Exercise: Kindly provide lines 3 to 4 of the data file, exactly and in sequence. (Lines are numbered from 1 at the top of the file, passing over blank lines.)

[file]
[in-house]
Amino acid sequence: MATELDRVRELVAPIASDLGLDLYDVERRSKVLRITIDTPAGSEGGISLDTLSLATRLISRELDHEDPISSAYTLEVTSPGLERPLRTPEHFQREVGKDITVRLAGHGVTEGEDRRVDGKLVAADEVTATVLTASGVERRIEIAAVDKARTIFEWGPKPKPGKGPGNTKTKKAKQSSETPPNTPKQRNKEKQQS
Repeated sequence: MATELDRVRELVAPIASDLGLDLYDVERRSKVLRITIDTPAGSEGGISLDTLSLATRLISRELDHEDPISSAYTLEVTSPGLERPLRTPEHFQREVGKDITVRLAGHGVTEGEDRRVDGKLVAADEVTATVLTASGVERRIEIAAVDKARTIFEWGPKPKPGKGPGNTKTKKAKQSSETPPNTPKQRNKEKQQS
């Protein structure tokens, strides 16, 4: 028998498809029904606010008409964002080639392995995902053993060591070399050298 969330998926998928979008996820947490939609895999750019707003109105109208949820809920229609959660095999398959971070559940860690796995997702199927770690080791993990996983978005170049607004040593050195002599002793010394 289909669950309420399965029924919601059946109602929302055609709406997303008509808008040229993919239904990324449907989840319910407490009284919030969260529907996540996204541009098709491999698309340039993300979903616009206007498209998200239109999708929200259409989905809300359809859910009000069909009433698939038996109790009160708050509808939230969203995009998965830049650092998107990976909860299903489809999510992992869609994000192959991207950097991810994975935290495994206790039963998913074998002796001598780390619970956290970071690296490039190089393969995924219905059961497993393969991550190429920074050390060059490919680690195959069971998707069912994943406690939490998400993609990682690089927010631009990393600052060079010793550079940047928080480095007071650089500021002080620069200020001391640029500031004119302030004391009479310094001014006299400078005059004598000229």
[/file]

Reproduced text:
Repeated sequence: MATELDRVRELVAPIASDLGLDLYDVERRSKVLRITIDTPAGSEGGISLDTLSLATRLISRELDHEDPISSAYTLEVTSPGLERPLRTPEHFQREVGKDITVRLAGHGVTEGEDRRVDGKLVAADEVTATVLTASGVERRIEIAAVDKARTIFEWGPKPKPGKGPGNTKTKKAKQSSETPPNTPKQRNKEKQQS
């Protein structure tokens, strides 16, 4: 028998498809029904606010008409964002080639392995995902053993060591070399050298 969330998926998928979008996820947490939609895999750019707003109105109208949820809920229609959660095999398959971070559940860690796995997702199927770690080791993990996983978005170049607004040593050195002599002793010394 289909669950309420399965029924919601059946109602929302055609709406997303008509808008040229993919239904990324449907989840319910407490009284919030969260529907996540996204541009098709491999698309340039993300979903616009206007498209998200239109999708929200259409989905809300359809859910009000069909009433698939038996109790009160708050509808939230969203995009998965830049650092998107990976909860299903489809999510992992869609994000192959991207950097991810994975935290495994206790039963998913074998002796001598780390619970956290970071690296490039190089393969995924219905059961497993393969991550190429920074050390060059490919680690195959069971998707069912994943406690939490998400993609990682690089927010631009990393600052060079010793550079940047928080480095007071650089500021002080620069200020001391640029500031004119302030004391009479310094001014006299400078005059004598000229």